This year Pope Francis called for all Christians to embrace a year of mercy. To “rediscover the infinite mercy of the Father who welcomes everyone and goes out personally to encounter each of them.” If I had a meme, it would look something like me plotting ways for Pope Francis to hear my ideas for next year’s theme. I see a dish of M&M’s with Joy, Peace, and Rest. A phone call perhaps: “Dear Holy Father, About that year of mercy. You see I’m weak, and I want a break.”
But not really. I embrace this year of mercy, and it is changing everything.
I have done some serious soul searching and am challenging myself to let go of the resentment I have held from past wounds, to let go of the hurt I allow myself still to feel. I have told myself it is okay to reach out and mend fences. I have challenged myself to go beyond my comfort zone because Christ asks that of me, but most of all, because I want to be a model for my family. I want to model mercy. If I want them to be merciful to others, then I need to model it and welcome mercy through my doors.
There are wounds. We all have caused them and we all carry them. Wounds from childhood. Wounds that are messy and complicated. Over the years, as a mother, I have tried to mend wounds myself. This year, my family is asking God to step in, weaving his grace around their wounds. I imagine the Holy Spirit pouring himself into the wounds of my heart and of those whom I love. I am asking for healing and asking to heal the wounds I have caused others.
Father Mike Schmitz says “Humility is knowing who you are and who you are not.” This strikes me because in knowing who I am and what I am capable of, I can then ask God to fill those voids. And He does — fully.
I live my life as a witness to my family. It is humbling to have them see me fall and joyful when I see them embrace something I am trying to share. I am trying to teach mercy in a very real way.
The other day, there was a family moment where one of my boys lost his computer privileges and was very upset. As I was in the kitchen stewing over the incident, I heard the Lord calling me to mercy. I was frustrated with this particular son. I looked over; saw the laptop on the kitchen counter; my son on the couch, sulking; and I picked up the laptop and quietly sat down next to him, laptop in my hands.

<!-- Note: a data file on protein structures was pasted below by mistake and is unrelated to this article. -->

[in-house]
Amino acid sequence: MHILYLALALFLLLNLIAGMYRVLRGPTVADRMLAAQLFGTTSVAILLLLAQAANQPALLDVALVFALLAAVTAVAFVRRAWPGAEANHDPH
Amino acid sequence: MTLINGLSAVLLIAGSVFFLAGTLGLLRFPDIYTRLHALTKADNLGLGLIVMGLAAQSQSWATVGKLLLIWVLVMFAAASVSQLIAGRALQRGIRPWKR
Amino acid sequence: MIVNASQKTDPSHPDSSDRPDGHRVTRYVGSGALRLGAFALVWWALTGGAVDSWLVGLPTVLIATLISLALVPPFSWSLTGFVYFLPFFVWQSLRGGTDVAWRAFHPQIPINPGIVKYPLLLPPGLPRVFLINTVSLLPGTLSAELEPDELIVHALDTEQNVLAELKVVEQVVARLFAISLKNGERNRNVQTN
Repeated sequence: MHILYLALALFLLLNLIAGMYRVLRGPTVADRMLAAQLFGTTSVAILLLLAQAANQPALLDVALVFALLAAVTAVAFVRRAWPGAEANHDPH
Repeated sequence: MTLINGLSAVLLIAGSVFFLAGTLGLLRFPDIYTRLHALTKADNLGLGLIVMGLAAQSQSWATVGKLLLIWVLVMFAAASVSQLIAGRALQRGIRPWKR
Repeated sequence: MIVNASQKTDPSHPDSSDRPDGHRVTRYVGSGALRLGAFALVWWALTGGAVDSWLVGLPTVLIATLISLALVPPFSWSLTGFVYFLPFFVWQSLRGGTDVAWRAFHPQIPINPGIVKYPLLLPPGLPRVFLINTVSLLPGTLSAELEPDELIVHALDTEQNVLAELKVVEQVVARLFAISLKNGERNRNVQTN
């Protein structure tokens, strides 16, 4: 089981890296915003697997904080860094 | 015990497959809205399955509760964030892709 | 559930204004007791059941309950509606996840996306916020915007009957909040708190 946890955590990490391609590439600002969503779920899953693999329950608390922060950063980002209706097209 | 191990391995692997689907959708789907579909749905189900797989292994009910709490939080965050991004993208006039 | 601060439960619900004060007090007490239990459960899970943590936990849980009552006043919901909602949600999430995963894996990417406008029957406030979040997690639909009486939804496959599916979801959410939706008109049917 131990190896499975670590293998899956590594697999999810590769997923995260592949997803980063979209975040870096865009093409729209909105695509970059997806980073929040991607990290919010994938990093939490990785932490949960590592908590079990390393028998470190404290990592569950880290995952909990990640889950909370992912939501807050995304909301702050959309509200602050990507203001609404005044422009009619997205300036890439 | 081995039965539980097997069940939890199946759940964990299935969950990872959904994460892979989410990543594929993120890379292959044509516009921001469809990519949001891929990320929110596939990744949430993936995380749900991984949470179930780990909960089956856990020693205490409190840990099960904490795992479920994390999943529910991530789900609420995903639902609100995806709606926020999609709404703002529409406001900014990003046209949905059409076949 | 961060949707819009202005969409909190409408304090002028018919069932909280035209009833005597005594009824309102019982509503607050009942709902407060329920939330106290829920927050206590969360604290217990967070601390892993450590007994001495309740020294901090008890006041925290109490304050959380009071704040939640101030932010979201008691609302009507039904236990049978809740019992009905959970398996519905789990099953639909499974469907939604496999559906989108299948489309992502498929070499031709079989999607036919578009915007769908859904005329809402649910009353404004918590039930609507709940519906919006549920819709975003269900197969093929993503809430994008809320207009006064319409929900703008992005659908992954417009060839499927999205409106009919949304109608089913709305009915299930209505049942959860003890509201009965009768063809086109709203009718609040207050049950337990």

I told him that his actions and his words had wounded me and it would be hard for me to let go. I told him that I was going to give the laptop back to him and demonstrate mercy. Mercy is not deserved, it is given — freely. Jesus shows such mercy to me daily, and I want to give my son the same gift. He sat there, astounded, as I handed him the laptop. I got up and went back to the dishes. He sat there quietly, not opening the laptop, head bent, deep in thought. About a half-hour later, he slowly walked into the kitchen and said, “I’m sorry, Momma. I never knew how real mercy was unto you showed me.” HE gave me a hug and went upstairs. The laptop left on the couch.
“Humility is knowing who you are and who you are not.” —Father Mike Schmitz
You see, mercy demands humility. Humility is about putting yourself out of the way and allowing something bigger than you to lead the way. In this year of mercy, I’m embracing the challenge to open wide our hearts for Christ and to let his mercy rain down upon the hearts of my family, myself, and those whom he has placed upon my journey.
How about you? What are you doing to embrace God’s mercy in your life? How can you be His mercy for others?